The first issue ends up being resolved quite directly, whereas the second one is resolved by... you got me: IDE autocompletion! Why is this an acceptable fix now when it wasn't before? Because we're now working at a higher level of abstraction—it doesn't matter, say, if where_org_id needs to join some other entities to do its job, those are just database level implementation details that are hidden from you. You're composing natural-language statements in far more of a declarative way than if you were to just write the Ecto.Querys by hand.

Going back to the bits of added complexity I mentioned when describing the problems above, imagine we really did want to implement additional filters such as this where_not_outdated check (perhaps where_not_archived would be a better name?): all we would need to do is implement that as a function in my_entity.ex and call it as part of whichever pipeline needs the addition!

Not only do we minimize code duplication in your contexts, because these new composable query functions can be used elsewhere, you can also deduplicate the queries strewn all over your codebase (loader.ex, I'm looking at you 👀). The ultimate goal is to have the source of truth for anything database-related (insofar as MyEntity is concerned) be contained within my_entity.ex itself.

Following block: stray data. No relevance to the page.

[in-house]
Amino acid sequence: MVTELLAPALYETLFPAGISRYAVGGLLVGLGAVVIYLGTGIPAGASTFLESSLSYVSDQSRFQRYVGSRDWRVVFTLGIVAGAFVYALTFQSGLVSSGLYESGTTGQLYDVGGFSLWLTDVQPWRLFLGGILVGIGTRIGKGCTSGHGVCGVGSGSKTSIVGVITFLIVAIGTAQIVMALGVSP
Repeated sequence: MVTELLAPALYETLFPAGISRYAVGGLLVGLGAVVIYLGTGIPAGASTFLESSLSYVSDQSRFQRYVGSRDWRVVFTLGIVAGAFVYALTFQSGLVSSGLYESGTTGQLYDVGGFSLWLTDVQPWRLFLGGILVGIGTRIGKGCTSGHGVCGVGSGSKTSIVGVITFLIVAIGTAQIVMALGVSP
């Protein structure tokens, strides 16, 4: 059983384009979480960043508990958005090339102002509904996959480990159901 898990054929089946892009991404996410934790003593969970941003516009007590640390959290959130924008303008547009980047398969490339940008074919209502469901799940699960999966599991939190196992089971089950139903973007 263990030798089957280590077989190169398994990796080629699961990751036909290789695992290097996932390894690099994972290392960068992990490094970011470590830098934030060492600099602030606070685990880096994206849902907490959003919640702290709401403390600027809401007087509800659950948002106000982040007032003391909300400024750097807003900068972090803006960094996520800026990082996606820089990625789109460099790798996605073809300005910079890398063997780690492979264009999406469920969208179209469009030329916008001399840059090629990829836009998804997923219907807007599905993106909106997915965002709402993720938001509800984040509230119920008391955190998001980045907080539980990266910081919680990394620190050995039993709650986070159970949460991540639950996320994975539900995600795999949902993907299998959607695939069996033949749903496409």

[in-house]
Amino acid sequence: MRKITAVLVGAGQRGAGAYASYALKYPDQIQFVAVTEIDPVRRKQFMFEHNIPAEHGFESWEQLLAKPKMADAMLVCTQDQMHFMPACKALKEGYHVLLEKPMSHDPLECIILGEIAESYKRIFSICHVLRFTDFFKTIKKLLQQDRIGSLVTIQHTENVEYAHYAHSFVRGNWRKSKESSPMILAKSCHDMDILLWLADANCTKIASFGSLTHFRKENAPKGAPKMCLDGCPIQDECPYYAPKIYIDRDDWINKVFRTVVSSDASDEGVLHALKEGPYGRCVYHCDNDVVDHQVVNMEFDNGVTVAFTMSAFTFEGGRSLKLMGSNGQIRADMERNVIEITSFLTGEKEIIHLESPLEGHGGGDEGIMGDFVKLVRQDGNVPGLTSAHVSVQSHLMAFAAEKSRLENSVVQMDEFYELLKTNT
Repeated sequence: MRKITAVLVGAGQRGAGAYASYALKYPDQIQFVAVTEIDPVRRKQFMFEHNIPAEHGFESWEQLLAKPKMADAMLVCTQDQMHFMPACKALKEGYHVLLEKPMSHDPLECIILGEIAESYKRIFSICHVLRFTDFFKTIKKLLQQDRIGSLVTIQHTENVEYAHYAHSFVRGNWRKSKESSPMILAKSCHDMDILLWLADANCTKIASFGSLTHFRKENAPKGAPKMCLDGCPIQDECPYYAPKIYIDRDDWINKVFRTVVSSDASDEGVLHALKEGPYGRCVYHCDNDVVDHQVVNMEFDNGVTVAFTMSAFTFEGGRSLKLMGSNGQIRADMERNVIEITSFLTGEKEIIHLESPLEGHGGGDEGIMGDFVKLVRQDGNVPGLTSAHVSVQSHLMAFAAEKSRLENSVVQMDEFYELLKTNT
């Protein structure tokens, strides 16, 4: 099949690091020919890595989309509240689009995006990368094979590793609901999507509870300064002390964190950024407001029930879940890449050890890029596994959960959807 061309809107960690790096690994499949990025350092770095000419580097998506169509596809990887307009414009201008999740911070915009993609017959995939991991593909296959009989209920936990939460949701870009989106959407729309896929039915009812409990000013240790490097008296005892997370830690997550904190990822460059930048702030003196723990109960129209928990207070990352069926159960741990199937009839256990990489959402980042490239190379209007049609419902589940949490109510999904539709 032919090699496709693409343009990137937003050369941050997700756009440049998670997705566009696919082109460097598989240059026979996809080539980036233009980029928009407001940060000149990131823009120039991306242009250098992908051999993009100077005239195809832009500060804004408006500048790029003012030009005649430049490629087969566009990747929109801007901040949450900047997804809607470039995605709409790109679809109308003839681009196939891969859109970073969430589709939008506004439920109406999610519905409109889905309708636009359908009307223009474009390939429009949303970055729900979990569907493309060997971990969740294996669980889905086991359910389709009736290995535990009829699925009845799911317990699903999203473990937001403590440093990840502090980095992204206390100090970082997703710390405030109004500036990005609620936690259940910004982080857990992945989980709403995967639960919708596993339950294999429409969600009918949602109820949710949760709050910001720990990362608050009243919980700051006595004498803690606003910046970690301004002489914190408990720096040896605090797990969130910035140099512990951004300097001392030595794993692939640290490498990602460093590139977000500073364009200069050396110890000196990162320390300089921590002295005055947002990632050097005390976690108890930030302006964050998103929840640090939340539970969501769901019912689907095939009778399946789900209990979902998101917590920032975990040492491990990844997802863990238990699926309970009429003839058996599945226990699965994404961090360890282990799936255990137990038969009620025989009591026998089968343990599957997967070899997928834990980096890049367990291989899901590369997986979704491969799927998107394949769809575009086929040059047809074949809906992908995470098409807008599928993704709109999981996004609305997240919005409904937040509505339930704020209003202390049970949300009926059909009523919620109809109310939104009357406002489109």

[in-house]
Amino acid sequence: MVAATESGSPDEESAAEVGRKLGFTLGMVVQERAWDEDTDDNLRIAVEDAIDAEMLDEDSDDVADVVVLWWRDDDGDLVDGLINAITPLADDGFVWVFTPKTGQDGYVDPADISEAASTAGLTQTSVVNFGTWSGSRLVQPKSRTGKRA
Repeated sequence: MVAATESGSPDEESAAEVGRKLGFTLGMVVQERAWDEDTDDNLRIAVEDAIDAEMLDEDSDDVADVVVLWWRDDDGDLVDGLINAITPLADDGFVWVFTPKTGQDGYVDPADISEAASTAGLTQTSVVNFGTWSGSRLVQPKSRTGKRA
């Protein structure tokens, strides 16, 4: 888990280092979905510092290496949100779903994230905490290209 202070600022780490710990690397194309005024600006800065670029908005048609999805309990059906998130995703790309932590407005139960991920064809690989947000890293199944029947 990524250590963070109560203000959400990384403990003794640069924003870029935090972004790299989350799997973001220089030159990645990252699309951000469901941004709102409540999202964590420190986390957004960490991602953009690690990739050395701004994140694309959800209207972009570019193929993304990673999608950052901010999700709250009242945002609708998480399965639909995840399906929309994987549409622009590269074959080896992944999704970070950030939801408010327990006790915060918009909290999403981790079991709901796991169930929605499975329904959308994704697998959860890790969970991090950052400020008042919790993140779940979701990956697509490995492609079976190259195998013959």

Down the Rabbit Hole

We're not done yet: iterative software development throws another spanner in your works! While the code we've been left with looks to be in a much better place, imagine we need to revisit how we've implemented the MySchema.where_org_id/2 check above: instead of us being able to store an org_id field directly on entity's schema, we need to join the owner of our entity, and join the org of our owner.

Jumping right in, if we try to solve this problem naturally and iteratively using the pattern we've just described, we should end some with something quite similar to the following:

defmodule MyProject.MyContext.MyEntity do
  ...

  def where_org_id(query, org_id) do
    from e in query,
      join: c in assoc(e, :owner),
      join: o in assoc(c, :org),
      where: o.id == ^org_id
  end

  ...
end